After breakfast, I have 100 calories set aside for a morning snack. It's not a lot, but it's a chance for a little fresh fruit or veggies that can tide me over until lunch. I haven't been taking consistent advantage of these morning snacks, and I will need to do that to make sure I don't get too hungry and respond with a fast-food binge.

Speaking of lunch, I am opting for convenience over perfection here. I have allotted myself 400 calories, and I am choosing frozen meals over fresh food. Yes, I know that these tend to have elevated sodium levels, but that's a trade-off I am willing to accept in return for a quick and easy low-calories meal.

After lunch, I have another 100 calorie snack allowed in the afternoon. I haven't been eating anything then, either, usually opting for a Diet Coke, instead. And that means I am super hungry by dinner time, so that is something I need to remember. Eat your calories, John!

Dinner time means 550 calories, and that is plenty if I make healthy meal choices. It takes a bit of measuring and prepping, but I think it's worth it to make the time.

For the challenge, I am crediting myself with one point for each meal and then one more point for the day's total calories. I do that to make sure that I don't let one bad splurge take over a whole day. Just because I eat an extra 100 calories at lunch, I can offset it later and still be within my goal for the overall day.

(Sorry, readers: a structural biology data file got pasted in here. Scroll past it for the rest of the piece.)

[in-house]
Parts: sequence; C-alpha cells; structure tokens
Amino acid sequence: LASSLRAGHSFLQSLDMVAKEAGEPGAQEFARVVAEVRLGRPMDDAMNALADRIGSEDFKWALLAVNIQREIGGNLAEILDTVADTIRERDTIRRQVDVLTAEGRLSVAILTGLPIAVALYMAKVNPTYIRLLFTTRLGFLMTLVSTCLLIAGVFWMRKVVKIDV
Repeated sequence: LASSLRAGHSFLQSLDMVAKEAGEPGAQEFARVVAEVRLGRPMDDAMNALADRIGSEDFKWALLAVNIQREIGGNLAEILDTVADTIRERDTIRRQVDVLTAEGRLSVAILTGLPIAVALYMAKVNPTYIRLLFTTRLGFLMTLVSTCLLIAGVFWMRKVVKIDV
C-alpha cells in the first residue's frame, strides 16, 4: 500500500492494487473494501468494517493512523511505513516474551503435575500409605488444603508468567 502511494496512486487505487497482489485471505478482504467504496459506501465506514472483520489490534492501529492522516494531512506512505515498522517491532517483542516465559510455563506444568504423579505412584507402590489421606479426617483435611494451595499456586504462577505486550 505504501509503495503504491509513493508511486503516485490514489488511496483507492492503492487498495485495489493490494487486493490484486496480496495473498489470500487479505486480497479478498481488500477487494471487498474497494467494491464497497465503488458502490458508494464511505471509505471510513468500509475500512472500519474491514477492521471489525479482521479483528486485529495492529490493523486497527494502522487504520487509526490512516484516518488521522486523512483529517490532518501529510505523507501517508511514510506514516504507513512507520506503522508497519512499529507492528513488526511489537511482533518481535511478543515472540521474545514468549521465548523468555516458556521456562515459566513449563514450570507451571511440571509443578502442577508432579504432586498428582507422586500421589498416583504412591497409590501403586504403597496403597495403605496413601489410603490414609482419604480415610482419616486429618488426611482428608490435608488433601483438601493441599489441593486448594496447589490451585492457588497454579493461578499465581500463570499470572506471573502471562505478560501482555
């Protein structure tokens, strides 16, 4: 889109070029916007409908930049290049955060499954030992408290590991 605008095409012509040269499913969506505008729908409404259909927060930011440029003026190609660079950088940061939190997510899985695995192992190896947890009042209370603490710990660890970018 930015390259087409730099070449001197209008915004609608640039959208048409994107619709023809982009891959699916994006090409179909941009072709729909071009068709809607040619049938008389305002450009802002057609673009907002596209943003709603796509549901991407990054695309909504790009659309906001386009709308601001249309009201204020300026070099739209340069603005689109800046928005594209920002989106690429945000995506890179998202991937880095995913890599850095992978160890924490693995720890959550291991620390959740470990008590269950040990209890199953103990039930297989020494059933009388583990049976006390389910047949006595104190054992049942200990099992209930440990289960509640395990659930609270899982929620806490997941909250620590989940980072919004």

Breakfast - 1 point
AM snack - 1 point
Lunch - 1 point
PM snack - 1 point
Dinner - 1 point
Daily total - 1 point

And lest I forget, I also earn a point by drinking sixty-four ounces of water each day. I hit that without even trying, since I drink water all day long. But hydrating makes a big difference in everything, so it's worth the point.

I will increase my daily calorie count after my 30 Day Challenge, because my increase training levels will require more fuel. But for this kick-start, I can get by on fewer calories.

Like I said, this eating plan isn't for everyone. It isn't even for me for long-term. But it's what I think is right for me for now.

And here we go!

Saturday, April 25, 2015

Captain Awesome's Revel Ready Challenge

As I shared yesterday, I am facing my recent weight gain head-on and challenging myself to get back on track. I tend to do well when I create a plan, and this one is a monster!

No surprise here, but I am using a S.M.A.R.T. goal to increase my chances of success. That means the goal is specific, measurable, achievable, results-focused, and time-bound.


  • Specific: I will reach my goal weight of 170 pounds by following my nutrition and fitness plan.
  • Measurable: I will lose two pounds per week.
  • Achievable: I have what I need to reach this goal - the time, the resources, and the support.
  • Relevant: The weight I have gained is adversely affecting everything for me right now, so focusing on my health is the most important thing I can do right now.
  • Timebound: My next full marathon is Nov. 7th and I need to be in peak condition for that.


Over the next few days, I'll share all of the details. But in general, I have set up myself up with a daily challenge that covers nutrition, running, strength training, and accountability.